Using the catalogue on my laptop I initially did a number of keyword searches using terms such as:
“European Economic Community”
This did result in quite a few hits. Yet this type of search was bringing up a lot of internet resources that were only accessible via MyILibrary, even though I had limited it to an IHR library only facet. The current position of access in the library has been made clear, however on the library page about Electronic resources.
Next I carried out a number of subject searches with the name of a country suffixed with terms such as “politics and government”, “foreign relations”, etc. Therefore the terms I used for France were as follows:
France Politics and Government 1945-
France Politics and Government 1958-
France Politics and Government 1969-
France Politics and Government 1981-
France Foreign Relations 1945
France Foreign Relations Germany 1945-
This might be construed as cheating, slightly, since these terms are Library of Congress Subject Headings and hence something only librarians tend to be familiar with. However it was a useful type of search to employ, giving a useful impression of the strengths within the various collections investigated, and is a strategy I will recommend to new users in the future. Yet no search strategy is perfect, which is why, as mentioned above, my third method for discovering material was just to browse the open shelves.
Throughout the course of my searches the bulk of the material I found for the post-1945 period centred, perhaps unsurprisingly, on Britain, with also significant holdings for France (especially post-1945 international relations) and Germany. A smaller number of titles were retrieved for Italy, Spain and Portugal, and very little, if anything, for the Netherlands and Belgium, Ireland, Austria and Scandinavia. Also the material currently in the library tends to concentrate on the c. 1945-c.1970 period with diminishing returns for later periods. This is something both myself and my fellow collection librarian, Mette Lund, are aware of, and as new works are published about the post-1970 or post-1989 period, which fall into the collection remit of the library, we will acquire them.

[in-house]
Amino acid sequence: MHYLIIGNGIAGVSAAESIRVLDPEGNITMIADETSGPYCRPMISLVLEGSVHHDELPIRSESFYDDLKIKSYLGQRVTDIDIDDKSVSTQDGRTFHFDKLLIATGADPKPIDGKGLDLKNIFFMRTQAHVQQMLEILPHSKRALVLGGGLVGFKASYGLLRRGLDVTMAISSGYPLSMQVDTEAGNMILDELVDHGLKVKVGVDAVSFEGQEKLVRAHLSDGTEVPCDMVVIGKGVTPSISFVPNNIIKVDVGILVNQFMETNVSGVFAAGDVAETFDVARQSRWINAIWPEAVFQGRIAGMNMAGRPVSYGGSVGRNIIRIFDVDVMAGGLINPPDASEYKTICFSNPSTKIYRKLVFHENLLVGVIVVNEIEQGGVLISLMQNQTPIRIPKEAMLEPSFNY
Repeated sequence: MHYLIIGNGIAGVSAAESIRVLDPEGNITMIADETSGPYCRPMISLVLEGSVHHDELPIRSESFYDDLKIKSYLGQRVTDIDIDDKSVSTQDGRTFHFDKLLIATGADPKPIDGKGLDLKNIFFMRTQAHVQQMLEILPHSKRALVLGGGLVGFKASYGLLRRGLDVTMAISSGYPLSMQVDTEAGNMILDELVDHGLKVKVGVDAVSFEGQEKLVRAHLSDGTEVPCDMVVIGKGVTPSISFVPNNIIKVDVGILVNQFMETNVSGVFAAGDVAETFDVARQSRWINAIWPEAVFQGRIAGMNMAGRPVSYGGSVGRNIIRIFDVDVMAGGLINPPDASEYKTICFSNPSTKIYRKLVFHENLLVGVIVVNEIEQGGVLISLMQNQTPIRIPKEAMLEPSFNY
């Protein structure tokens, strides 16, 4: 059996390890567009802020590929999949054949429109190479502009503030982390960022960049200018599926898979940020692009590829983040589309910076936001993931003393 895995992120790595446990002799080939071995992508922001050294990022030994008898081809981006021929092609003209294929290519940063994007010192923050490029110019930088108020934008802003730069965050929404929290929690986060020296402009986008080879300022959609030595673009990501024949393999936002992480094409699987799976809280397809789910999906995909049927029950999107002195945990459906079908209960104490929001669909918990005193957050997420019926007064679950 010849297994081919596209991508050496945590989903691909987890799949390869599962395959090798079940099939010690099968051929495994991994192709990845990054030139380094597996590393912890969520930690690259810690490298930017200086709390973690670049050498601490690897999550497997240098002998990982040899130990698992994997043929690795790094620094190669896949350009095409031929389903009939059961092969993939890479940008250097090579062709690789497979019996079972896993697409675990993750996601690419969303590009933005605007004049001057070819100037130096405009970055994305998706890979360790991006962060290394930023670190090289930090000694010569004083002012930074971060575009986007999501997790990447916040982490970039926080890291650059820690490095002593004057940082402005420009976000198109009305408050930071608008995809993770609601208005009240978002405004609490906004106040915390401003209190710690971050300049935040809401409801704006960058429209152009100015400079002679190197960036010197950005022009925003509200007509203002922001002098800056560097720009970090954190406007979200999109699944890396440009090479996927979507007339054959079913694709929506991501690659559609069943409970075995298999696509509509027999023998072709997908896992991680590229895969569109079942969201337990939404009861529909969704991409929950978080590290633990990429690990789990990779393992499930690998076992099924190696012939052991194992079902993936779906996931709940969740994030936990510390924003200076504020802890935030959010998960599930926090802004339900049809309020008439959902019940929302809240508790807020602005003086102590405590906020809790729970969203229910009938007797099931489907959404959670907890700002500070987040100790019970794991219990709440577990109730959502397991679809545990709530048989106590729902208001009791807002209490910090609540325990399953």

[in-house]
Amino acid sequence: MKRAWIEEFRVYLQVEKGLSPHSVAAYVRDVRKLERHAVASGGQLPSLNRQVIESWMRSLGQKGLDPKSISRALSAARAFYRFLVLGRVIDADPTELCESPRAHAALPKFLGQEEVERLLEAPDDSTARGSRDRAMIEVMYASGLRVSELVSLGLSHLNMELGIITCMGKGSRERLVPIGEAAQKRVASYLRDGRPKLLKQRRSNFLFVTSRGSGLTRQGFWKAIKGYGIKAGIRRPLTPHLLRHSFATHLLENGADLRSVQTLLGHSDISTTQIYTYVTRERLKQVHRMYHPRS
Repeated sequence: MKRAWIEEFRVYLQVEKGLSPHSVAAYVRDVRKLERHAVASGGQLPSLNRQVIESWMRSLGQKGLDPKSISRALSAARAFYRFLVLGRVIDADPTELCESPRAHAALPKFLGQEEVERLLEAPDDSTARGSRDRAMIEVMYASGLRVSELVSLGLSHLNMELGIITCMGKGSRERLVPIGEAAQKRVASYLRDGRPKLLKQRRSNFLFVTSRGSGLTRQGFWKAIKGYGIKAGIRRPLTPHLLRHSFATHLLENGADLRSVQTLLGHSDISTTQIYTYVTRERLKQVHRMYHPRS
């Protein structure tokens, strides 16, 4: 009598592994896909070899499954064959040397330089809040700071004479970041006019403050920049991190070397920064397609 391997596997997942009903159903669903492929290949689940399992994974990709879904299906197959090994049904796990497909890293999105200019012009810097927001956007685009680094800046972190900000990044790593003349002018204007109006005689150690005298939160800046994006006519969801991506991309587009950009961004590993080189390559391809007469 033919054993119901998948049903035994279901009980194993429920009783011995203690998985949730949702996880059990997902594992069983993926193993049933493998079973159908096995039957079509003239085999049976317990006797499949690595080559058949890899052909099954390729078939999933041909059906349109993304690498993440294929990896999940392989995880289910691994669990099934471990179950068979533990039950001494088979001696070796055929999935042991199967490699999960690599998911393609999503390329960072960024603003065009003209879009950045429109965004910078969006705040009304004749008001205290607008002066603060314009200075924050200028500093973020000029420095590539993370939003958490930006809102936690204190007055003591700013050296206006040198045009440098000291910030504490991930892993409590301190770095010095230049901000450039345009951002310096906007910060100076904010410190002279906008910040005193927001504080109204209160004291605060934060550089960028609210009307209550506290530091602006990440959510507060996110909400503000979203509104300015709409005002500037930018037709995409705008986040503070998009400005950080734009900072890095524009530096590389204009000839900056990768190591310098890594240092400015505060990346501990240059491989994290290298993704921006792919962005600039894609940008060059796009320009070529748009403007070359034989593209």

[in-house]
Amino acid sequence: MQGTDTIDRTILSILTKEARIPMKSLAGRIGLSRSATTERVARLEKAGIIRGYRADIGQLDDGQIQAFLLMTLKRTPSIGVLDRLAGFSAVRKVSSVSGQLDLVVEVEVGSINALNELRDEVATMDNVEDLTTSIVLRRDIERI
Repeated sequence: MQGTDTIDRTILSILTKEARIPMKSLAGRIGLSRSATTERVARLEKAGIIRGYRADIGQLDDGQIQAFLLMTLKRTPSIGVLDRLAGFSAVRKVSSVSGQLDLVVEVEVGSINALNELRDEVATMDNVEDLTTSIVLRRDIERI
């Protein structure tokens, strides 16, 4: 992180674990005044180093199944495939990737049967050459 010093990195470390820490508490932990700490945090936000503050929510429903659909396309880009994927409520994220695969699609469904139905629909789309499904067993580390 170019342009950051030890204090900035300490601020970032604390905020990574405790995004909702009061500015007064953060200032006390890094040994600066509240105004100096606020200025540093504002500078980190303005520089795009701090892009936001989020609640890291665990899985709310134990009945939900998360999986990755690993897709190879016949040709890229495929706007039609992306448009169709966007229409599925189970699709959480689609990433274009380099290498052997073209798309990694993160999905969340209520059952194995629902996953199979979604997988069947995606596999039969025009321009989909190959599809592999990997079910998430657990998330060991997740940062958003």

Although this exercise did flag-up a few issues regarding collection coverage, overall I was pleasantly surprised at the amount of material that could be found in the library for the hypothetical politics student. Coupled with some of the IHR’s other activities, such as its varied seminar programme, this makes it clear that the IHR and its library is not for historians alone.
15th century miniature depicting the conquest of Constantinople, 1204.
Thanks to the work of Daniel Cesarani, who recently completed a brief internship in the library, we have been able to produce guides for both the Byzantine and Crusades collection.
Each guide has a brief overview of each respective collection and then goes into further detail, highlighting some of the sub-sections within each collection, from relevant bibliographies and archive guides, through to the published primary sources to be found in the library, to the various journal titles in our possession.
Given that at times these areas of research complement each other (for example, source material on the Fourth Crusade can be found in both collections) each guide refers to the other. Additionally the guides also refer to other collections within the library such as the Church History, French and Italian collections, which may be of interest to anyone researching Byzantine or Crusader history, as well as other relevant libraries in the London area.